Ultimately true love is about respect for another, cherishing their individuality, supporting their efforts, applauding their achievements, caring for their wounds while they heal and allowing room for them to grow into better human beings. And this takes a very long time.


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  1. Paul said:

    When you live in America ,yes it is fantacy, I lived 30 yr in America, and most of the world now money talk bulshit ( LOVE) walks they saying ,and after that they call this is life !! and they end it,respect love only if you have money other wise you walk way and you don’t look back.

  2. ArdeVast Atheian said:

    Unfortunately the Jews have crafted artificial conflict in this country to profit from other people’s breakups. They concocted this sick concept of feminism that only what happens to women matters. What happens to men? Who cares, what should they suffer since they have been designated as the perpetually evil party anyway, by this Jewish feminist mindset.
    No marriage can ever survive this kind of Jewdiciary that rules the divorce courts nowadays. All marriages are doomed unless the wife is able to resist the divorce court’s inducements to get rid of the husband and split his largess with the court minions.

  3. Garen Yegparian said:

    Two things:
    1- I suggest reading the february 2006 National Geographic article about love- it’s biological basis. That material will inform all else we think about love, true or otherwise.
    2- Pleeeeeeeeeeeeeeeeeeeeeease, whoever “ArdeVast Atheian” is, spare us the absurd anti-Jewish, conspiracy mongering foolishness.

    • ArdeVast Atheian said:

      Garen, I wish you luck getting your divorce thru a Jew judge. For myself, after my divorce experience at the hands of Jew judge and the entourage of her Jew court minions, I shall always wish for an Armenian judge. Somehow I have this delusion that an Armenian judge would not dispatch an Armenian family to a dustbin the way my lot, a strictly Jew-staffed court did.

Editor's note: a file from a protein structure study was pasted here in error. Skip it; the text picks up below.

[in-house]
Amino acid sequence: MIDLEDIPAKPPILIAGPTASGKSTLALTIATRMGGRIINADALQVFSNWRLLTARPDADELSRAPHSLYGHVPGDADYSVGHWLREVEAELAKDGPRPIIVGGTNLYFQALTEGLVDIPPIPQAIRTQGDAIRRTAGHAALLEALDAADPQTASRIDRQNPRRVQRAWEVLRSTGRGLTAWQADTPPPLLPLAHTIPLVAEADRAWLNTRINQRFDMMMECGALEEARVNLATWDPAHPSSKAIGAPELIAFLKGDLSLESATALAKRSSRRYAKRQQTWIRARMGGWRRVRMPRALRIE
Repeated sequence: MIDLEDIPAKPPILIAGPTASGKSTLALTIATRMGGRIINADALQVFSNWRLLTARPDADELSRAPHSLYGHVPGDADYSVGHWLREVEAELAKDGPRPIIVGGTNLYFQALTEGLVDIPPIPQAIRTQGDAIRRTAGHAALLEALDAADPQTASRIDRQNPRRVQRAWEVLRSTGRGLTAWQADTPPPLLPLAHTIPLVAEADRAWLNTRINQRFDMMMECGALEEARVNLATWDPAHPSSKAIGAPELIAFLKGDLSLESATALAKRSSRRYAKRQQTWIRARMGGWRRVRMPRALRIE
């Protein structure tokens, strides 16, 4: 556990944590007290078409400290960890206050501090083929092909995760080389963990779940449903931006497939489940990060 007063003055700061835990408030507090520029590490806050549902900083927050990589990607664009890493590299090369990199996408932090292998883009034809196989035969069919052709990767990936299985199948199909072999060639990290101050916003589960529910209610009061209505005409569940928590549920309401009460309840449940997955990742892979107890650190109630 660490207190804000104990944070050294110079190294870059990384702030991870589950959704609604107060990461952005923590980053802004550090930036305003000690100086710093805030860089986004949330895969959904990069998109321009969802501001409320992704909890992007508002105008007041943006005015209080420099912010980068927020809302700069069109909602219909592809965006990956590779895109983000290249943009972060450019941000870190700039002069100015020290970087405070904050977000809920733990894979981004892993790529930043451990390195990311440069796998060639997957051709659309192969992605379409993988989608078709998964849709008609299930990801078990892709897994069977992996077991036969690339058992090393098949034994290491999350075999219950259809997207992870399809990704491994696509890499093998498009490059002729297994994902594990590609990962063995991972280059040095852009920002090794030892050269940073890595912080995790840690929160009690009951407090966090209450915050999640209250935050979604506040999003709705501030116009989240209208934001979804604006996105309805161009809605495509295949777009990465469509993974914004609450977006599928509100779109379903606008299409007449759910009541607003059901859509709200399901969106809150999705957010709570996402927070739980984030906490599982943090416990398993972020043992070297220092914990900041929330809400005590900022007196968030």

• Armen said:

        Wake up. This has nothing to do with one’s religion and don’t forget that our religion is based on Judaism and the Old Testament. A judge must apply the law. Don’t like the law? Elect politicians who will change it. Your irrational hatred will not help you.

        • ArdeVast Atheian said:

          Armen, the question should be asked: Is there a mindset in Family Court AGAINST the preservation of Marriage and Family. I say yes there is. Family court judges and lawyers make a living NOT from preserving the family but from destroying it. Check out the websites on Family courts. See how those who have experienced it describe them. The significant question here is NOT whether there is a Jewish element it but why so many divorces now, when there were so few of them only four decades ago.

  4. Armen said:

    Now the Jews are responsible for divorce!!! Those damn Jews!!! I was just thinking about it and I think it is those greedy Armenian jewelers who are responsible for divorce. After all, by telling us we have to buy our soon to be brides larger and more expensive rings to keep up with the Janjigians or the Kardashians, we have little money left to support our wives’ lavish lifestyles!

    If you did not pick up on my written sarcasm above, I apologize for not doing a good enough job. Seriously, can a moderator please clean this kind of BS up? It is sickening. It is the kind of mentality that led to the Armenian Genocide after all it was those “corrupt” Armenian merchants who drove “honest” Turkish businesses out and who needed to be rubbed off the face of the Earth. While free speech is all well and good, I worry that morons like Mr. “Atheian” will be deemed to be speaking for the rest of us.

    • ArdeVast Atheian said:

      I worry about the fate of Armenian families in this country. The inducements for divorce and taking it all are always prodded at them, courtesy of the divorce industry comprised of lawyers and psych counselors who are willing to manufacture any pretext to end an otherwise viable family and marriage out of existence. I lament your impetuously temperamental, immature and self-righteous attitude to describe your own ignorance and inexperience in this realm.

  5. Robert Davidian said:

    It’s fascinating, and the subject of my next documentary. So many people have differing definitions! Another related question I ask is: Why do people get married? I am surprised at how many answers there are! I am ALSO surprised at how many of them do not include the word LOVE!

  6. Skye said:

    What an excellent article and so nteretsing, I actually read it twice! True love does exist and although some believe not, there are some lucky few out there. Shame I’m not one, but I do believe.